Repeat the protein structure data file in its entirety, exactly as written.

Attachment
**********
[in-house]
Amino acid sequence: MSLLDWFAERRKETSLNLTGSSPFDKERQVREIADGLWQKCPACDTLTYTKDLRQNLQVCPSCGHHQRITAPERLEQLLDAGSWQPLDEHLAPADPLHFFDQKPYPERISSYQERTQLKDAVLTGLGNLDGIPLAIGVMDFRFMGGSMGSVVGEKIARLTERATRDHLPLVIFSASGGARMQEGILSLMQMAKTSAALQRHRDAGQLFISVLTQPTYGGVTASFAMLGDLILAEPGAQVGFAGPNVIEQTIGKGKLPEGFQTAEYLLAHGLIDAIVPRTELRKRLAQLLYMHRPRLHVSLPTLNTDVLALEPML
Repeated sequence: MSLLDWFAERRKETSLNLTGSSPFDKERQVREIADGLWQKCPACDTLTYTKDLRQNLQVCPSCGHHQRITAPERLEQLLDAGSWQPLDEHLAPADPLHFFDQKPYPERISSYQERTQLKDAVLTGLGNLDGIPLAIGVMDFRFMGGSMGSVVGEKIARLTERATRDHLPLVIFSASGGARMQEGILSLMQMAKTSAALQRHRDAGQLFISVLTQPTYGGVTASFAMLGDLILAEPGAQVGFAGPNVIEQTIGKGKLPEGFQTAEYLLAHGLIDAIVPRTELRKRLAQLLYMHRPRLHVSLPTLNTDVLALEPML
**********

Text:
[in-house]
Amino acid sequence: MSLLDWFAERRKETSLNLTGSSPFDKERQVREIADGLWQKCPACDTLTYTKDLRQNLQVCPSCGHHQRITAPERLEQLLDAGSWQPLDEHLAPADPLHFFDQKPYPERISSYQERTQLKDAVLTGLGNLDGIPLAIGVMDFRFMGGSMGSVVGEKIARLTERATRDHLPLVIFSASGGARMQEGILSLMQMAKTSAALQRHRDAGQLFISVLTQPTYGGVTASFAMLGDLILAEPGAQVGFAGPNVIEQTIGKGKLPEGFQTAEYLLAHGLIDAIVPRTELRKRLAQLLYMHRPRLHVSLPTLNTDVLALEPML
Repeated sequence: MSLLDWFAERRKETSLNLTGSSPFDKERQVREIADGLWQKCPACDTLTYTKDLRQNLQVCPSCGHHQRITAPERLEQLLDAGSWQPLDEHLAPADPLHFFDQKPYPERISSYQERTQLKDAVLTGLGNLDGIPLAIGVMDFRFMGGSMGSVVGEKIARLTERATRDHLPLVIFSASGGARMQEGILSLMQMAKTSAALQRHRDAGQLFISVLTQPTYGGVTASFAMLGDLILAEPGAQVGFAGPNVIEQTIGKGKLPEGFQTAEYLLAHGLIDAIVPRTELRKRLAQLLYMHRPRLHVSLPTLNTDVLALEPML